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Cruising the Pacific

Panama Canal was one of the
highlights of the first leg. Once we reached the Pacific side, Balboa, we
finished provisioning for the longest legs of the trip. In order to be self
sufficient for at least 2 months we had to pack in heaps of water, diesel,
propane, flour, rice, potatoes, onions, and canned goods until the boat was
about to explode. And the kitty was disappearing at an alarming rate. We took
off with about $4,000 to get us through the next 8 months.

We had to
have one last blast before our departure. It happened to be a birthday party
for Vitolly. He was our Russian raft-up partner thru
the canal, on his 24′ boat. Rather than wait for the Balboa Yacht Club launch
service to take pity on us and pick us up (you are not allowed to launch your
own dinghies), he dropped his mooring and motored around the anchorage picking
up his guests. He pulled up beside our boat and said, in his thick Russian
accent, "My birthday, you come now, ve drink wodka." It was hilarious. He picked up 12 of us off
our various yachts and then motored back and picked up his mooring. Who needs a
dinghy?

We set
off, Galapagos bound, 850 miles. Piece of cake, right?
Wrong again! Either all or nothing, but no in between.
We motored for four days – then it was blowing like stink, on the nose for four
days, then becalmed once again, and had to motor the last four days. Hey,
isn’t this supposed to be downhill all the way to NZ? It was blamed on El
Nino. I think he gets blamed for everything no matter what year it is.

Once we
arrived in the Galapagos, we spent three days reprovisioning fresh stuff, which
is plentiful, and not too expensive. Then on to doing laundry by hand, filling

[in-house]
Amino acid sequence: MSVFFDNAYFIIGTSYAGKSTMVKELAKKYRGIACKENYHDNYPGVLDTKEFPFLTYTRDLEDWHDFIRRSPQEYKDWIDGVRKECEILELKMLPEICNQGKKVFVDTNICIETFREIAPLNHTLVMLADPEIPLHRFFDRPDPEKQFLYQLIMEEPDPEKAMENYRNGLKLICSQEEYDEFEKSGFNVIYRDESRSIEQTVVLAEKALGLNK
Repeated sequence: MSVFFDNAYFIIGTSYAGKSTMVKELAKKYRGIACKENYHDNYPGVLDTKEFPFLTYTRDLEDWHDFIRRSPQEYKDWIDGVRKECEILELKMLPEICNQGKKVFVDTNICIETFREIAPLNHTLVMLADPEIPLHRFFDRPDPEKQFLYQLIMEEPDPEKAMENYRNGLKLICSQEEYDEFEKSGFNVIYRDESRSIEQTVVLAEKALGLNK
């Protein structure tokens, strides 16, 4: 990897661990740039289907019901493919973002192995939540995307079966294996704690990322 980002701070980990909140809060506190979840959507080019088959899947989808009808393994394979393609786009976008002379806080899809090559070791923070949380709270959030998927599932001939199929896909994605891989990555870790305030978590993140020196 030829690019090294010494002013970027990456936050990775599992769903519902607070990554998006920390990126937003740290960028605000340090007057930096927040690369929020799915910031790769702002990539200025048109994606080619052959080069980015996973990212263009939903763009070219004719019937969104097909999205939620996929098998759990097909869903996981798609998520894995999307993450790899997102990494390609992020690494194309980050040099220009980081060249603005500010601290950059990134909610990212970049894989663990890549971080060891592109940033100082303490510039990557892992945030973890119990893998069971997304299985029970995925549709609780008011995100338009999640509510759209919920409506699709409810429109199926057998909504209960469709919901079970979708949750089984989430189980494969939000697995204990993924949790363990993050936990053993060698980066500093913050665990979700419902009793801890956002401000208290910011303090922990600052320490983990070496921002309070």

jerry jugs full of water and diesel – a dinghy and taxi ride away. That
didn’t leave us much time to check out the island, but we made it to
Darwin Station, with the 100-year-old tortoises, and much younger iguanas. The boobies,
seals, etc. come right into the anchorage and check you out on your yacht. This
is a very cool place with all of its wildlife, interesting town, friendly
Ecuadorian people, volcanoes with big craters, and lava tunnels.

You can
take a flashlight and walk ½ a mile through the ‘Tunnel of
Love’, a pitch black underground tunnel formed by lava flows. You walk
over and around cave-ins. Not a pleasant feeling, thinking ‘great, are we
going to be here for the next one?’

You can
also go on a cruise on one of the many charter boats to dive, snorkel, and
explore the other islands. The boats come in a wide variety of sizes, comfort
and price ranges, and lengths of cruise, from 1 to 14 days. This is a very
worthwhile option if the kitty allows. You are not permitted to take your own
yacht, because the islands are under government protection. The port captain
will allow you extra time when clearing in if he knows you will be adding to
the local economy. Same goes if you have to make repairs. By hiring a local
mechanic, you are looked upon more favorably, and they can be very helpful,
procuring parts or labor. It is possible to have simple parts fabricated as
well.

Unfortunately,
we were bringing up the rear of the fleet with a group of small yachts, all on
shoe string budgets, who didn’t have enough of a kitty to splurge. It is
worth putting a little aside as mad money, so that you can afford a few special
extras. That way you won’t feel deprived, and get burnt out with the
cruising lifestyle too quickly.

Once we
were stocked and ready to go, we had a final bash with the other yachts. Then
at 7 AM next morning anchor chains could be heard clinking all over the
anchorage as everyone prepared to head to sea for another 3,000 miles.

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